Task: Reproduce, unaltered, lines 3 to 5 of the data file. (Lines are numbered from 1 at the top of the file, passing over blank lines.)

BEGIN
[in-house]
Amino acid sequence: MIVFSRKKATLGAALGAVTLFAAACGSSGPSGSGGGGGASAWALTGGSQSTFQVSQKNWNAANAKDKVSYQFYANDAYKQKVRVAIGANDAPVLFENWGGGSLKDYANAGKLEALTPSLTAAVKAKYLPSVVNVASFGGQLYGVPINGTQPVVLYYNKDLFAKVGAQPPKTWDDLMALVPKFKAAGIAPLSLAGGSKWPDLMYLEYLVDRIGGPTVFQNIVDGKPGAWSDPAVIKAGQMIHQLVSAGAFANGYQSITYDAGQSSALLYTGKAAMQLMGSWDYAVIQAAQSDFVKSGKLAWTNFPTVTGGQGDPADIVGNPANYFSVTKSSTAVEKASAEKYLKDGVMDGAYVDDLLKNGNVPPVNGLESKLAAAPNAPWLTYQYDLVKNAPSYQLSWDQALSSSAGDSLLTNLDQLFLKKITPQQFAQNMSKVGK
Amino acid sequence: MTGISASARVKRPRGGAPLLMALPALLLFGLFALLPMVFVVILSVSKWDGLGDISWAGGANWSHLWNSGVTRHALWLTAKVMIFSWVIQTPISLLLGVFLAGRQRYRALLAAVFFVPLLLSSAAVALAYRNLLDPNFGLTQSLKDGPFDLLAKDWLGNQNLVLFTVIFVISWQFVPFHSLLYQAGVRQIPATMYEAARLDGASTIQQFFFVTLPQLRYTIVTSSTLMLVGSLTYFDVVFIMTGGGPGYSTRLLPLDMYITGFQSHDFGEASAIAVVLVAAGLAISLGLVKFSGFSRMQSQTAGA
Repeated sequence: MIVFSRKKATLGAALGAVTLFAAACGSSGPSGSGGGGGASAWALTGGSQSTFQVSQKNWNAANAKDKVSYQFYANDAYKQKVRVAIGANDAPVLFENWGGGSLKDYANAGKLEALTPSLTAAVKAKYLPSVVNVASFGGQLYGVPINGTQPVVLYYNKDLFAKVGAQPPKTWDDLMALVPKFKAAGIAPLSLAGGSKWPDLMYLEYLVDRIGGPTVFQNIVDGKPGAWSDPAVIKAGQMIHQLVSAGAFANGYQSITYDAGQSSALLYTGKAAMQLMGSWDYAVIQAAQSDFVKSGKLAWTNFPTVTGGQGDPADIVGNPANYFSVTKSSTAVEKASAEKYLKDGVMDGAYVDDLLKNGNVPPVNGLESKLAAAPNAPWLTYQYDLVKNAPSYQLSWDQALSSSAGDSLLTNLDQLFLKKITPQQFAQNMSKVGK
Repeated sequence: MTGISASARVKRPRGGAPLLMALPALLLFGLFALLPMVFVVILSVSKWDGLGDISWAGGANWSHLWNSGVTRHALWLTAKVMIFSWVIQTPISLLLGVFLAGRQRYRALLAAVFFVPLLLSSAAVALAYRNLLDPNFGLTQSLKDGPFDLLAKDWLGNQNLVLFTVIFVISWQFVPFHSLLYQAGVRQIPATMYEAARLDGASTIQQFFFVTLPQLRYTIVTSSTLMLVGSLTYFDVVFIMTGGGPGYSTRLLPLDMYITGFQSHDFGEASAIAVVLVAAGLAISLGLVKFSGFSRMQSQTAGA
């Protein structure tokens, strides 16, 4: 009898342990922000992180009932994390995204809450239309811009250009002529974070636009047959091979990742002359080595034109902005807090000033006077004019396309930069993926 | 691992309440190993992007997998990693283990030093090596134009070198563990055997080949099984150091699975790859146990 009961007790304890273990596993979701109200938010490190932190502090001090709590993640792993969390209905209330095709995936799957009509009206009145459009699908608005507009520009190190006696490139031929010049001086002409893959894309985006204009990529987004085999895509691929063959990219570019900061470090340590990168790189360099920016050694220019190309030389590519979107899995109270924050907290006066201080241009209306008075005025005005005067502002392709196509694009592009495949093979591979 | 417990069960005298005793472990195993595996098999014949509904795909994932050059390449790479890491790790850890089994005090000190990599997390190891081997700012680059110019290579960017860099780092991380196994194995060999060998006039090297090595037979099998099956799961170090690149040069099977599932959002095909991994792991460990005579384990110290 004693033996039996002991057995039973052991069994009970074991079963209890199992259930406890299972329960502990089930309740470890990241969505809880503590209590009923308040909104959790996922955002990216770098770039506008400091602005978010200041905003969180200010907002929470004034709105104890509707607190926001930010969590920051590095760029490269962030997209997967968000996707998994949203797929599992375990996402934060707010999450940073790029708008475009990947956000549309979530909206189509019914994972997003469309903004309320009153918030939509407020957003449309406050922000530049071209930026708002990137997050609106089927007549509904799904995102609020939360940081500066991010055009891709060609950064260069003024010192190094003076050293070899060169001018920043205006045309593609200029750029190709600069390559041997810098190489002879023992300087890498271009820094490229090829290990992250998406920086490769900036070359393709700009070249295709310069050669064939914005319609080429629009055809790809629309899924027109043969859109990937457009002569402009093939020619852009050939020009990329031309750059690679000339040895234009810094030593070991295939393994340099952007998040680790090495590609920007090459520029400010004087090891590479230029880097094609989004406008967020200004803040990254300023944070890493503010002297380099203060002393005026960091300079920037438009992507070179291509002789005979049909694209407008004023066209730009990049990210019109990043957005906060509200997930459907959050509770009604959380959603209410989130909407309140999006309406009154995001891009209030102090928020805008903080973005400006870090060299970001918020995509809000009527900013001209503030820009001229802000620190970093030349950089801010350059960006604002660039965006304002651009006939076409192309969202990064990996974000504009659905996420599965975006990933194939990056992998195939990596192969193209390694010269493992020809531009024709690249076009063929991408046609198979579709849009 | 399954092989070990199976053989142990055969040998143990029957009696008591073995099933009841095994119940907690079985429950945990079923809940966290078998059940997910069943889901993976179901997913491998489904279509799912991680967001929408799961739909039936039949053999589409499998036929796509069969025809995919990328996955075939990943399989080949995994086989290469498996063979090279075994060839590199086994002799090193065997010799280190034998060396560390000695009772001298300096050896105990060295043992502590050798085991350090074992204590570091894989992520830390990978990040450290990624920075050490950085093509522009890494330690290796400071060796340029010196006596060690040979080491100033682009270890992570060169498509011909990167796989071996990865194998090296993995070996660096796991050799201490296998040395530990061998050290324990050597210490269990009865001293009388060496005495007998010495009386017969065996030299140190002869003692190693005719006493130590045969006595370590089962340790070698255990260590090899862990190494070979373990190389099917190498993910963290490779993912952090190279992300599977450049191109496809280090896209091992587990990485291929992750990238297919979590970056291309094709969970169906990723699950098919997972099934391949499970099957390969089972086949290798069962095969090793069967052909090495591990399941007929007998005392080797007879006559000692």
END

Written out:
Amino acid sequence: MTGISASARVKRPRGGAPLLMALPALLLFGLFALLPMVFVVILSVSKWDGLGDISWAGGANWSHLWNSGVTRHALWLTAKVMIFSWVIQTPISLLLGVFLAGRQRYRALLAAVFFVPLLLSSAAVALAYRNLLDPNFGLTQSLKDGPFDLLAKDWLGNQNLVLFTVIFVISWQFVPFHSLLYQAGVRQIPATMYEAARLDGASTIQQFFFVTLPQLRYTIVTSSTLMLVGSLTYFDVVFIMTGGGPGYSTRLLPLDMYITGFQSHDFGEASAIAVVLVAAGLAISLGLVKFSGFSRMQSQTAGA
Repeated sequence: MIVFSRKKATLGAALGAVTLFAAACGSSGPSGSGGGGGASAWALTGGSQSTFQVSQKNWNAANAKDKVSYQFYANDAYKQKVRVAIGANDAPVLFENWGGGSLKDYANAGKLEALTPSLTAAVKAKYLPSVVNVASFGGQLYGVPINGTQPVVLYYNKDLFAKVGAQPPKTWDDLMALVPKFKAAGIAPLSLAGGSKWPDLMYLEYLVDRIGGPTVFQNIVDGKPGAWSDPAVIKAGQMIHQLVSAGAFANGYQSITYDAGQSSALLYTGKAAMQLMGSWDYAVIQAAQSDFVKSGKLAWTNFPTVTGGQGDPADIVGNPANYFSVTKSSTAVEKASAEKYLKDGVMDGAYVDDLLKNGNVPPVNGLESKLAAAPNAPWLTYQYDLVKNAPSYQLSWDQALSSSAGDSLLTNLDQLFLKKITPQQFAQNMSKVGK
Repeated sequence: MTGISASARVKRPRGGAPLLMALPALLLFGLFALLPMVFVVILSVSKWDGLGDISWAGGANWSHLWNSGVTRHALWLTAKVMIFSWVIQTPISLLLGVFLAGRQRYRALLAAVFFVPLLLSSAAVALAYRNLLDPNFGLTQSLKDGPFDLLAKDWLGNQNLVLFTVIFVISWQFVPFHSLLYQAGVRQIPATMYEAARLDGASTIQQFFFVTLPQLRYTIVTSSTLMLVGSLTYFDVVFIMTGGGPGYSTRLLPLDMYITGFQSHDFGEASAIAVVLVAAGLAISLGLVKFSGFSRMQSQTAGA